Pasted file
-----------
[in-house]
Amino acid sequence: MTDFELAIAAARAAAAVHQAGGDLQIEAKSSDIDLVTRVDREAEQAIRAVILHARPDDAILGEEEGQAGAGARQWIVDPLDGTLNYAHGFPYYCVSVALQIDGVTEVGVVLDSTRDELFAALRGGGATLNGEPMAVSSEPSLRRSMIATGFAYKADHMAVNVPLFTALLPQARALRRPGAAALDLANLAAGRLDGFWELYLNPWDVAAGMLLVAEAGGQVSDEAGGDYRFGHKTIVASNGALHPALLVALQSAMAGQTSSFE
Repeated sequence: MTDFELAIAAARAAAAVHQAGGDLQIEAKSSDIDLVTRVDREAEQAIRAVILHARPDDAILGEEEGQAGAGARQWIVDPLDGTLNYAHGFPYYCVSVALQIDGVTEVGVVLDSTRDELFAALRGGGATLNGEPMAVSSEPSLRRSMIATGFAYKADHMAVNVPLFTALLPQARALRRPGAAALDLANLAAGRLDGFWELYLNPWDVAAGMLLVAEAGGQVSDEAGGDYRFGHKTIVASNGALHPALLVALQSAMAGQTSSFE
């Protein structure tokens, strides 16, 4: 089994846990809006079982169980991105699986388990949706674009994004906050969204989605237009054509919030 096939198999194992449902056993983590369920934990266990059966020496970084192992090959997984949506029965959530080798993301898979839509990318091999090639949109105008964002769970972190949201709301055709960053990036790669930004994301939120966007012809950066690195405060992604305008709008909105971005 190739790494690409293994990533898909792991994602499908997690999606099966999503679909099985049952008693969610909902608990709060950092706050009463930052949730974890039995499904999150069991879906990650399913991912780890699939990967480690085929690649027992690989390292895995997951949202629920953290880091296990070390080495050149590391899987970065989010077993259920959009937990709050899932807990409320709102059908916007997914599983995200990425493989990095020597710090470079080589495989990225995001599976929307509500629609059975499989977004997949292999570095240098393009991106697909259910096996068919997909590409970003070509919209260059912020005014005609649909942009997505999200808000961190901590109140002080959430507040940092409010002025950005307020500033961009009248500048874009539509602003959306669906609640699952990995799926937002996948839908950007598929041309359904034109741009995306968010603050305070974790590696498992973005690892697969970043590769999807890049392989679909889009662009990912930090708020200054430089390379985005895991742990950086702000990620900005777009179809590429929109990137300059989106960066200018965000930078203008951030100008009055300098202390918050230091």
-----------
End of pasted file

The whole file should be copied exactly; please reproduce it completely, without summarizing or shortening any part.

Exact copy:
[in-house]
Amino acid sequence: MTDFELAIAAARAAAAVHQAGGDLQIEAKSSDIDLVTRVDREAEQAIRAVILHARPDDAILGEEEGQAGAGARQWIVDPLDGTLNYAHGFPYYCVSVALQIDGVTEVGVVLDSTRDELFAALRGGGATLNGEPMAVSSEPSLRRSMIATGFAYKADHMAVNVPLFTALLPQARALRRPGAAALDLANLAAGRLDGFWELYLNPWDVAAGMLLVAEAGGQVSDEAGGDYRFGHKTIVASNGALHPALLVALQSAMAGQTSSFE
Repeated sequence: MTDFELAIAAARAAAAVHQAGGDLQIEAKSSDIDLVTRVDREAEQAIRAVILHARPDDAILGEEEGQAGAGARQWIVDPLDGTLNYAHGFPYYCVSVALQIDGVTEVGVVLDSTRDELFAALRGGGATLNGEPMAVSSEPSLRRSMIATGFAYKADHMAVNVPLFTALLPQARALRRPGAAALDLANLAAGRLDGFWELYLNPWDVAAGMLLVAEAGGQVSDEAGGDYRFGHKTIVASNGALHPALLVALQSAMAGQTSSFE
């Protein structure tokens, strides 16, 4: 089994846990809006079982169980991105699986388990949706674009994004906050969204989605237009054509919030 096939198999194992449902056993983590369920934990266990059966020496970084192992090959997984949506029965959530080798993301898979839509990318091999090639949109105008964002769970972190949201709301055709960053990036790669930004994301939120966007012809950066690195405060992604305008709008909105971005 190739790494690409293994990533898909792991994602499908997690999606099966999503679909099985049952008693969610909902608990709060950092706050009463930052949730974890039995499904999150069991879906990650399913991912780890699939990967480690085929690649027992690989390292895995997951949202629920953290880091296990070390080495050149590391899987970065989010077993259920959009937990709050899932807990409320709102059908916007997914599983995200990425493989990095020597710090470079080589495989990225995001599976929307509500629609059975499989977004997949292999570095240098393009991106697909259910096996068919997909590409970003070509919209260059912020005014005609649909942009997505999200808000961190901590109140002080959430507040940092409010002025950005307020500033961009009248500048874009539509602003959306669906609640699952990995799926937002996948839908950007598929041309359904034109741009995306968010603050305070974790590696498992973005690892697969970043590769999807890049392989679909889009662009990912930090708020200054430089390379985005895991742990950086702000990620900005777009179809590429929109990137300059989106960066200018965000930078203008951030100008009055300098202390918050230091």